You Can’t Buy Anything Without His Approval


Today, I’m going to go into detail about a very bad, physically abusive episode that was caused from financial abuse. This is a topic I think most people aren’t aware happens with domestic violence, because finances are something that even non-abusive couples fight about. When an abuser is trying to control his victim, financial abuse is a very easy way for them to make you feel vulnerable and trapped, and assert control over you. Even when I experienced it myself, I didn’t think, “hey, he’s financially abusing me”. It was a slow, ongoing process that I didn’t truly recognize until I started becoming educated on domestic violence after I left the relationship.

When we moved away from my homestate to Big City, I left a decent job (especially for only being 18) as a Small Business Loan Processor at a bank. I made decent money, worked full-time and had the freedom to pay my own bills and to buy what I wanted. When we moved across the country I had a hard time finding a similar type of job. The job market in Illinois was not good. The first job that I was able to get was a Sales Associate at Aeropostale. It was not ideal, only paid minimum wage, and I just hate working retail. DVP found a job doing armed security for various companies, but it wasn’t much money and the cost of living was much higher than where I was from.

Because I was basically making nothing, we had to get a joint bank account. DVP had saved around $6,000 from his military deployment, which is easy to do since it’s tax free and you get hazard pay and whatnot. Since we lived with his mom rent free, we only had two car payments, insurance and two credit cards to pay on. We could have been okay if DVP hadn’t spent all of the $6000 in ONE MONTH. Here’s another way to notice warning signs: it’s all about extremes with an abuser. If you feel a behavior of any category is extreme, be on your guard.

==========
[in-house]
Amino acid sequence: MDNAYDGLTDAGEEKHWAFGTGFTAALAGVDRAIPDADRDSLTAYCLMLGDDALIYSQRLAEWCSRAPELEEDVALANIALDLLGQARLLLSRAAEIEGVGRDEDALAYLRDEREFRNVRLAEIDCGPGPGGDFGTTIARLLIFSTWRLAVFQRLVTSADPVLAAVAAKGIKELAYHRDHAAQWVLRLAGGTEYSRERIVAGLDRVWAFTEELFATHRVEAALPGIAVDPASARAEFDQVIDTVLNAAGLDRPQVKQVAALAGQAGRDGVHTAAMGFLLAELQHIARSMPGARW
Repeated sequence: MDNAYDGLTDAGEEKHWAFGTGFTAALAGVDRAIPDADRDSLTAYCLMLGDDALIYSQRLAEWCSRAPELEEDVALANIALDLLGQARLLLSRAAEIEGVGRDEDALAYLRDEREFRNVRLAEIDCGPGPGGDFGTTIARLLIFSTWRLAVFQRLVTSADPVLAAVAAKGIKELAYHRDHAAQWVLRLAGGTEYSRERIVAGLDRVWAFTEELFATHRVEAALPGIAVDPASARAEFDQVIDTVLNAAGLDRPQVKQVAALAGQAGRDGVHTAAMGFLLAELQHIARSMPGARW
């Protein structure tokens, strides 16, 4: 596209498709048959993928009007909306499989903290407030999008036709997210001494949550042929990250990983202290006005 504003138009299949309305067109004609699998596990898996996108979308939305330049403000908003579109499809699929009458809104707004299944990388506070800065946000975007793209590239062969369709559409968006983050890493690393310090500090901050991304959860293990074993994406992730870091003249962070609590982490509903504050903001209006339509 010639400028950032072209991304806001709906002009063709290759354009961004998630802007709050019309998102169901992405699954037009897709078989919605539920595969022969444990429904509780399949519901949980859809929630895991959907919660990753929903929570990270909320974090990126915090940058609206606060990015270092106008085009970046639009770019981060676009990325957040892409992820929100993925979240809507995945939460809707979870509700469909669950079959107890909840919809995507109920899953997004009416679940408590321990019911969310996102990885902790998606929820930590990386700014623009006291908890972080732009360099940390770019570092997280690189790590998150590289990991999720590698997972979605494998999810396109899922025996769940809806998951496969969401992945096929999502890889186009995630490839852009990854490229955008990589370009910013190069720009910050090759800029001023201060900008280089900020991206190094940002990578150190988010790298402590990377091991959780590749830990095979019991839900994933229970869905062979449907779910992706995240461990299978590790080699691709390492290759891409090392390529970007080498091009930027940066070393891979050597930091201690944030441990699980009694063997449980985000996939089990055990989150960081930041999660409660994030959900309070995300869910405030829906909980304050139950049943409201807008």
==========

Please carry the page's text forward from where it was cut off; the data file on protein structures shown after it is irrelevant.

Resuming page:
So here’s how the $6000 got spent: We would go out and do fun, but stupid, things Downtown. Some of the really nice hotels in this big city can be expensive per night. He/we, on two different occasions, gathered his friends and stayed at The Drake and The Palomar. These are not cheap hotels! We spent a lot of money on a Penthouse Suite at the Palomar. The Drake has hosted U.S. Presidents and other VIP’s. The silverware is real silver. It’s just a really nice, classy place to stay. Not only did he spend lots of money on the rooms for all of his friends, but he’d supply the alcohol and yes, weed for all his friends. They’d get drunk and high and wander around the city.

He’d also go to the casino a lot and blow hundreds of dollars. Constantly blew money on weed. He bought a lot of things like electronics we really didn’t need. I am guilty of having spent money too, on clothes, so I’m not saying all the fault is on him. It’s easy to fall into the spending habit when you’re with a spender. But, where the fault comes is how he treated me after the money was gone. I never dreamed that once the money was gone, that was it, and from then on any financial security was to be my responsibility alone.